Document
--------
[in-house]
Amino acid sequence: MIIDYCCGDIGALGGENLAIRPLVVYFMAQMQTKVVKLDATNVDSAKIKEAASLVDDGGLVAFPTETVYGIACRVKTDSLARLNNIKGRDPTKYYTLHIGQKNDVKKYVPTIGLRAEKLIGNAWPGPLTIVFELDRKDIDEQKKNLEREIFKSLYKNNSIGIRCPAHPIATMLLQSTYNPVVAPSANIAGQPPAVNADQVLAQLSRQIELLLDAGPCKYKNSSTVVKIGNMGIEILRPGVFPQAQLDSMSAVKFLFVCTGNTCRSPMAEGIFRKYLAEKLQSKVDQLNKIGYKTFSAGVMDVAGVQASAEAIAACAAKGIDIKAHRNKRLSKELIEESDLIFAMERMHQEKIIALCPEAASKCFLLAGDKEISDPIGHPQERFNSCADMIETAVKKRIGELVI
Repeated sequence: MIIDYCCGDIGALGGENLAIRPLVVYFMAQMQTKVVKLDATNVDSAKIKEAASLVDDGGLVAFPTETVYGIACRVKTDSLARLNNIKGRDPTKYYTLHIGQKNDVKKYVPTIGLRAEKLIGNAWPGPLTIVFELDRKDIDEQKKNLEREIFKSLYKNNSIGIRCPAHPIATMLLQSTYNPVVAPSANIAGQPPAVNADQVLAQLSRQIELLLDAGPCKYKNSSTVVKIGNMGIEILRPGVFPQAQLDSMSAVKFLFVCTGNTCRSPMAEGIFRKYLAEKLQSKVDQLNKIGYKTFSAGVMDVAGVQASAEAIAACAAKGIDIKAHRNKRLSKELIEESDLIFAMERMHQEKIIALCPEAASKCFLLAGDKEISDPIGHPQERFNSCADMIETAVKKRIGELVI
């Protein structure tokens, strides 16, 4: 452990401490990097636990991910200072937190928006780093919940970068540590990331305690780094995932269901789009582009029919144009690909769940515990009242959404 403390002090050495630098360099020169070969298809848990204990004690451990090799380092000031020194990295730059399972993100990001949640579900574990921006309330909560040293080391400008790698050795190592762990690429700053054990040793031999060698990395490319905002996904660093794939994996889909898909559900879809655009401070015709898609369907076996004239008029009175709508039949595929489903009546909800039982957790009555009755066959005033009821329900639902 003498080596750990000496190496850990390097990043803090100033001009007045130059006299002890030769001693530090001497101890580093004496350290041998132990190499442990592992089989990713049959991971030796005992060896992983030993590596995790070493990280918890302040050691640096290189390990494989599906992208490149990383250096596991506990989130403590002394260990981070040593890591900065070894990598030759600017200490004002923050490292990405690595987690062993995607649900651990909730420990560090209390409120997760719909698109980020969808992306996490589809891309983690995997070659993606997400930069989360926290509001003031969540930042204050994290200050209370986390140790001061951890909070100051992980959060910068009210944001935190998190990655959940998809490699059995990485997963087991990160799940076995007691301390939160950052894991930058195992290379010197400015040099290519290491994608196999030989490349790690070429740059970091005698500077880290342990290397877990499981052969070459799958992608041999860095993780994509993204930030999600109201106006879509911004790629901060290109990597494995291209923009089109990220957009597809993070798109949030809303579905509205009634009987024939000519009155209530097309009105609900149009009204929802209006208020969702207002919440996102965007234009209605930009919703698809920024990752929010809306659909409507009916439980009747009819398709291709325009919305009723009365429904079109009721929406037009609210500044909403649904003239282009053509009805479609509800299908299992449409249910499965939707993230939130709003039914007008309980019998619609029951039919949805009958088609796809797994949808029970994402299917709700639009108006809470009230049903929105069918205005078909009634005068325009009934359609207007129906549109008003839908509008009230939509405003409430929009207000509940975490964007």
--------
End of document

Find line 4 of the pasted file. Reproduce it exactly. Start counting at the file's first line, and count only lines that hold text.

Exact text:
């Protein structure tokens, strides 16, 4: 452990401490990097636990991910200072937190928006780093919940970068540590990331305690780094995932269901789009582009029919144009690909769940515990009242959404 403390002090050495630098360099020169070969298809848990204990004690451990090799380092000031020194990295730059399972993100990001949640579900574990921006309330909560040293080391400008790698050795190592762990690429700053054990040793031999060698990395490319905002996904660093794939994996889909898909559900879809655009401070015709898609369907076996004239008029009175709508039949595929489903009546909800039982957790009555009755066959005033009821329900639902 003498080596750990000496190496850990390097990043803090100033001009007045130059006299002890030769001693530090001497101890580093004496350290041998132990190499442990592992089989990713049959991971030796005992060896992983030993590596995790070493990280918890302040050691640096290189390990494989599906992208490149990383250096596991506990989130403590002394260990981070040593890591900065070894990598030759600017200490004002923050490292990405690595987690062993995607649900651990909730420990560090209390409120997760719909698109980020969808992306996490589809891309983690995997070659993606997400930069989360926290509001003031969540930042204050994290200050209370986390140790001061951890909070100051992980959060910068009210944001935190998190990655959940998809490699059995990485997963087991990160799940076995007691301390939160950052894991930058195992290379010197400015040099290519290491994608196999030989490349790690070429740059970091005698500077880290342990290397877990499981052969070459799958992608041999860095993780994509993204930030999600109201106006879509911004790629901060290109990597494995291209923009089109990220957009597809993070798109949030809303579905509205009634009987024939000519009155209530097309009105609900149009009204929802209006208020969702207002919440996102965007234009209605930009919703698809920024990752929010809306659909409507009916439980009747009819398709291709325009919305009723009365429904079109009721929406037009609210500044909403649904003239282009053509009805479609509800299908299992449409249910499965939707993230939130709003039914007008309980019998619609029951039919949805009958088609796809797994949808029970994402299917709700639009108006809470009230049903929105069918205005078909009634005068325009009934359609207007129906549109008003839908509008009230939509405003409430929009207000509940975490964007």